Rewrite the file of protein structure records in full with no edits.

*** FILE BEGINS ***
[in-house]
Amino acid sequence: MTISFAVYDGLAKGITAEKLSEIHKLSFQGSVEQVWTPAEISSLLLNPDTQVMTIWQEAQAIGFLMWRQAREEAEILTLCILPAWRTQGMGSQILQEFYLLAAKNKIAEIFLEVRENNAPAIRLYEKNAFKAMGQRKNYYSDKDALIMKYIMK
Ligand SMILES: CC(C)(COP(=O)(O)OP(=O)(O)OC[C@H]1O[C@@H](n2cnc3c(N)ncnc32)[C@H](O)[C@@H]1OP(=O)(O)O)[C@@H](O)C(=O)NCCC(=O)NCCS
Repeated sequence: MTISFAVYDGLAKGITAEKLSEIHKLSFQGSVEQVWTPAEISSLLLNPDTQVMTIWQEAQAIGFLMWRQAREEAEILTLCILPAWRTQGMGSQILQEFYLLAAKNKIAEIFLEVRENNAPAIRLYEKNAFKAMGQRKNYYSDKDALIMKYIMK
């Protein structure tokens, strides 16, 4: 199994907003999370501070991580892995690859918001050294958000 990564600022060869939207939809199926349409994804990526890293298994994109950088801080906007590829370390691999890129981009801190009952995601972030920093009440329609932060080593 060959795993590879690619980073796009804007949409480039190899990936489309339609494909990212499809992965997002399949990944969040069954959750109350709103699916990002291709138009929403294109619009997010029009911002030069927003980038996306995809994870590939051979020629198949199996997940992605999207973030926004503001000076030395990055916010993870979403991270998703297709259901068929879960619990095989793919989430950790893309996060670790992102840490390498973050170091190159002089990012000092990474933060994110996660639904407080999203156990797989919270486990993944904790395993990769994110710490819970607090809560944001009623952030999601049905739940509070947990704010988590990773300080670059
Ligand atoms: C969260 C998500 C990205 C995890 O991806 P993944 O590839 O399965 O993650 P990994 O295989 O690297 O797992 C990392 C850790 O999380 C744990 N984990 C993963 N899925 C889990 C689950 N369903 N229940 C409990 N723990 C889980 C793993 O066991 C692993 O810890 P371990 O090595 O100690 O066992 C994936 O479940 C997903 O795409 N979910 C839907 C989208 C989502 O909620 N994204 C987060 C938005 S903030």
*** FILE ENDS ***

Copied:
[in-house]
Amino acid sequence: MTISFAVYDGLAKGITAEKLSEIHKLSFQGSVEQVWTPAEISSLLLNPDTQVMTIWQEAQAIGFLMWRQAREEAEILTLCILPAWRTQGMGSQILQEFYLLAAKNKIAEIFLEVRENNAPAIRLYEKNAFKAMGQRKNYYSDKDALIMKYIMK
Ligand SMILES: CC(C)(COP(=O)(O)OP(=O)(O)OC[C@H]1O[C@@H](n2cnc3c(N)ncnc32)[C@H](O)[C@@H]1OP(=O)(O)O)[C@@H](O)C(=O)NCCC(=O)NCCS
Repeated sequence: MTISFAVYDGLAKGITAEKLSEIHKLSFQGSVEQVWTPAEISSLLLNPDTQVMTIWQEAQAIGFLMWRQAREEAEILTLCILPAWRTQGMGSQILQEFYLLAAKNKIAEIFLEVRENNAPAIRLYEKNAFKAMGQRKNYYSDKDALIMKYIMK
């Protein structure tokens, strides 16, 4: 199994907003999370501070991580892995690859918001050294958000 990564600022060869939207939809199926349409994804990526890293298994994109950088801080906007590829370390691999890129981009801190009952995601972030920093009440329609932060080593 060959795993590879690619980073796009804007949409480039190899990936489309339609494909990212499809992965997002399949990944969040069954959750109350709103699916990002291709138009929403294109619009997010029009911002030069927003980038996306995809994870590939051979020629198949199996997940992605999207973030926004503001000076030395990055916010993870979403991270998703297709259901068929879960619990095989793919989430950790893309996060670790992102840490390498973050170091190159002089990012000092990474933060994110996660639904407080999203156990797989919270486990993944904790395993990769994110710490819970607090809560944001009623952030999601049905739940509070947990704010988590990773300080670059
Ligand atoms: C969260 C998500 C990205 C995890 O991806 P993944 O590839 O399965 O993650 P990994 O295989 O690297 O797992 C990392 C850790 O999380 C744990 N984990 C993963 N899925 C889990 C689950 N369903 N229940 C409990 N723990 C889980 C793993 O066991 C692993 O810890 P371990 O090595 O100690 O066992 C994936 O479940 C997903 O795409 N979910 C839907 C989208 C989502 O909620 N994204 C987060 C938005 S903030």